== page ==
One place at a time
Artist Linny Giffin's newest Rosslyn installation is part of a broader placemaking strategy
Artist Linny Giffin doesn't mind hard work. Last summer, when the Rosslyn BID commissioned the co-founder of The Lemon Collective to create a piece of fiber art for The Alcove pop-up store, she spent five days on a ten-foot ladder stringing thousands of pieces of brightly colored yarn to a wire frame hanging from the ceiling.
A detail of one of the gumball chandeliers Giffin created for this summer's Rosslyn Putt-Putt. Photo by Birch.
Earlier this summer, she collaborated with the Rosslyn BID a second time to produce whimsical chandeliers for Rosslyn Putt-Putt + Candy BAR. This time, she was stringing 1,000 gumballs together using a drill and some large rings. It took almost two weeks of tender loving care to bring the chandeliers into being.
This week, she's outside working on Central Place Plaza on her latest masterpiece: an installation of 800 silk leaves that will hang from the glass pergola. Giffin made eight different types of leaves in orange, yellow and blue to be used for this project. She spent two weeks painting them, and then affixed wire to each one to facilitate hanging.
Her creations are part of the Rosslyn BID's placemaking strategy, which seeks to enhance active public spaces and create new ones that people will enjoy.
Giffin's leaves at Central Place Plaza mark her first outdoor installation—a new challenge for her. Two weeks ago, she was worried about the wires she inserted into the leaves to help them hang. They seemed to be coming out.
"I'll figure it out," she says. "Problem-solving is part of the job. I measured everything ahead of time, and of course I want to be able to just show up and do everything according to plan. I do that to the best of my ability, but challenges always come up. Once I'm onsite, there has to be some fluidity. It can produce anxiety but I also enjoy the critical-thinking aspect of this work. I believe there's always a solution."
Giffin says when doing art installations, it can take some time to get into a rhythm, but once she does, her work progresses efficiently.
It took Giffin hours to tie thousands of pieces of yarn to a wire frame to create this beautiful artwork, Rainbow Cloud, which hung in The Alcove last summer. Luckily, she had a friend helping her.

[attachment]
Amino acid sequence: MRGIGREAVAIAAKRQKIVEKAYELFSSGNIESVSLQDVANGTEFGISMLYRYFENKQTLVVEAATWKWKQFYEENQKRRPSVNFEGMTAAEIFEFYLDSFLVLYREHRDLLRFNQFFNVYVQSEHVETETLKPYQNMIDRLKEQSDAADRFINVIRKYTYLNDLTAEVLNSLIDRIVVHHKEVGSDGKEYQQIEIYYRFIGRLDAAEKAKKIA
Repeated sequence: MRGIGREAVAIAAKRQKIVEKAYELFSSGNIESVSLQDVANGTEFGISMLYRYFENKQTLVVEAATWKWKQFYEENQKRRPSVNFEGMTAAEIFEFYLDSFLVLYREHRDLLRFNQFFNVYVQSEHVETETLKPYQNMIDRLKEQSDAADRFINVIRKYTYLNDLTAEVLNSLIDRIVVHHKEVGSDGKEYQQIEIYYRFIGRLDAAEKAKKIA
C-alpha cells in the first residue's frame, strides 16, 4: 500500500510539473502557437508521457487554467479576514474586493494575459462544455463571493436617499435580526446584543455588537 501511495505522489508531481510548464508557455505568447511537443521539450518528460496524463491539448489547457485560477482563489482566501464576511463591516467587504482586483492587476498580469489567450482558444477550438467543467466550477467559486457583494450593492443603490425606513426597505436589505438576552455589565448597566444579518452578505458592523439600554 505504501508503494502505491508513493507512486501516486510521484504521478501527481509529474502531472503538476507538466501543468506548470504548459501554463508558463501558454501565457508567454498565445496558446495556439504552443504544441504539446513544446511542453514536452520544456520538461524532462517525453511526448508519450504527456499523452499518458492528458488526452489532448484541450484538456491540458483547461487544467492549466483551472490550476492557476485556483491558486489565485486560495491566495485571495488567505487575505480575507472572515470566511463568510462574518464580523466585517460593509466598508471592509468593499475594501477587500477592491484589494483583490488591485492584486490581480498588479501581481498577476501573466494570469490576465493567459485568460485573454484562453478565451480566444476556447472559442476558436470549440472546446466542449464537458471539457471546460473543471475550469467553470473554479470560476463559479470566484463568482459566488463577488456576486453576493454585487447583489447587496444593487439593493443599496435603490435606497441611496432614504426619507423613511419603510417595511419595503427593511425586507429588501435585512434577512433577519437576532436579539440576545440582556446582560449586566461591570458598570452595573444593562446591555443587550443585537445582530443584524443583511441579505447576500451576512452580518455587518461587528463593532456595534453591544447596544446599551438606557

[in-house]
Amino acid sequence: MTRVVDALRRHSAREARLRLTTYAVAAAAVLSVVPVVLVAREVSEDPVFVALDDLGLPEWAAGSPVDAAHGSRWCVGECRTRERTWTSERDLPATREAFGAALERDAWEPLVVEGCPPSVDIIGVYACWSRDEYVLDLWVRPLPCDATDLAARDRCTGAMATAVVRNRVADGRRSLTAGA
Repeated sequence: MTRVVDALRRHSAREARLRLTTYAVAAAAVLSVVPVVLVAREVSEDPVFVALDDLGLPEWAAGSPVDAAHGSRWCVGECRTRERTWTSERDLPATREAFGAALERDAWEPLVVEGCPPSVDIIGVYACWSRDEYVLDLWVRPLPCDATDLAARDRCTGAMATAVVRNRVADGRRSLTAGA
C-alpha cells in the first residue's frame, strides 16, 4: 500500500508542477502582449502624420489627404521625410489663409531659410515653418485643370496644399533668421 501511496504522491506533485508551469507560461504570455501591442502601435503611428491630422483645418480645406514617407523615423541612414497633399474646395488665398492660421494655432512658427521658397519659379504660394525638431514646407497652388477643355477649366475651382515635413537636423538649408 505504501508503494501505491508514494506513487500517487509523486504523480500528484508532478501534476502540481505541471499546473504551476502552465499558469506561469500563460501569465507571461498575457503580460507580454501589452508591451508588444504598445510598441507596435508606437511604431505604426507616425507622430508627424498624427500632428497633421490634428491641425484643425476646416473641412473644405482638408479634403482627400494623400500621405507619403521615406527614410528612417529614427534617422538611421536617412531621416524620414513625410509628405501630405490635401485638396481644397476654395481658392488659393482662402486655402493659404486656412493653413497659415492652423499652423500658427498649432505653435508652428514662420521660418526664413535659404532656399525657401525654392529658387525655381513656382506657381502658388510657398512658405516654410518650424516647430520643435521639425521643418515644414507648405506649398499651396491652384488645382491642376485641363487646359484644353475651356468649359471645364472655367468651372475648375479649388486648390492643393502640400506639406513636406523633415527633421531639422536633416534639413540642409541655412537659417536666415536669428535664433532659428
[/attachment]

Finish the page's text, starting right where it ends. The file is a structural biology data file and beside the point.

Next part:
"When I hung the yarn in The Alcove, I eventually figured out the most streamlined process: I'd cut all the yarn first and then create piles of colors. I'd grab a whole pile of yarn in one color and be on the ladder for a while tying each piece individually. I had some late nights, but it was still fun. I listened to podcasts and I had a friend helping me. I really do enjoy it."
Giffin is definitely being noticed for her hard work. Together with her Lemon Collective co-founders Holley Simmons and Kathryn Zaremba, she was named a "Woman to Watch" on Washingtonian's 2017 list of the Most Powerful Women in Washington. Besides her work for the BID, she's created artworks that hang at The Lemon Collective and at several D.C. area restaurants, including Tiger Fork, Himitsu and Karma. She says she likes working with the Rosslyn BID because projects she's created here have allowed her to be more playful.
"Each one has been like an explosion of color and personality," she says. "I like doing that kind of work, and I appreciate having a client who trusts me and appreciates my creative voice."
1. The Rosslyn BID's project aligns with a broader trend that began in 2012 when the Portuguese creative agency Impactplan Art Productions (formerly Sextafeira) developed The Umbrella Sky Project, a simple canopy of colorful umbrellas that is being replicated around the world to enliven events and public spaces.
Photo at top: Linny Giffin preps for her leaf installation, which is taking place in Rosslyn this week on Central Place Plaza.